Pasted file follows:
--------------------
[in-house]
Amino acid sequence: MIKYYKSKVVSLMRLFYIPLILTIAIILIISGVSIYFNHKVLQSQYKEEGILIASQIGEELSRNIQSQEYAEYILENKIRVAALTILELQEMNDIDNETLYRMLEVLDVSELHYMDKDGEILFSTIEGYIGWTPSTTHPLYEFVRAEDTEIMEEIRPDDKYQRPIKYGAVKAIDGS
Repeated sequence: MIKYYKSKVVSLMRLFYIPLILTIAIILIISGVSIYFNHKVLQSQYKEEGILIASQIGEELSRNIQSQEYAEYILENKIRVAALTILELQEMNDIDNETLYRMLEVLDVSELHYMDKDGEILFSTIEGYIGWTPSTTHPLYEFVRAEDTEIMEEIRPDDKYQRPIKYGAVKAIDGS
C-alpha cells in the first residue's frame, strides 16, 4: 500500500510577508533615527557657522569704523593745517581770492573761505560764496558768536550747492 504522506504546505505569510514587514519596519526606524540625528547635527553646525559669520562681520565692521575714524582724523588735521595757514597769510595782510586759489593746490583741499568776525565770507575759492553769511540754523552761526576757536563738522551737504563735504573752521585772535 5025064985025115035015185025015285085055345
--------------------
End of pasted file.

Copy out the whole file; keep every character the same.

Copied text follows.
[in-house]
Amino acid sequence: MIKYYKSKVVSLMRLFYIPLILTIAIILIISGVSIYFNHKVLQSQYKEEGILIASQIGEELSRNIQSQEYAEYILENKIRVAALTILELQEMNDIDNETLYRMLEVLDVSELHYMDKDGEILFSTIEGYIGWTPSTTHPLYEFVRAEDTEIMEEIRPDDKYQRPIKYGAVKAIDGS
Repeated sequence: MIKYYKSKVVSLMRLFYIPLILTIAIILIISGVSIYFNHKVLQSQYKEEGILIASQIGEELSRNIQSQEYAEYILENKIRVAALTILELQEMNDIDNETLYRMLEVLDVSELHYMDKDGEILFSTIEGYIGWTPSTTHPLYEFVRAEDTEIMEEIRPDDKYQRPIKYGAVKAIDGS
C-alpha cells in the first residue's frame, strides 16, 4: 500500500510577508533615527557657522569704523593745517581770492573761505560764496558768536550747492 504522506504546505505569510514587514519596519526606524540625528547635527553646525559669520562681520565692521575714524582724523588735521595757514597769510595782510586759489593746490583741499568776525565770507575759492553769511540754523552761526576757536563738522551737504563735504573752521585772535 5025064985025115035015185025015285085055345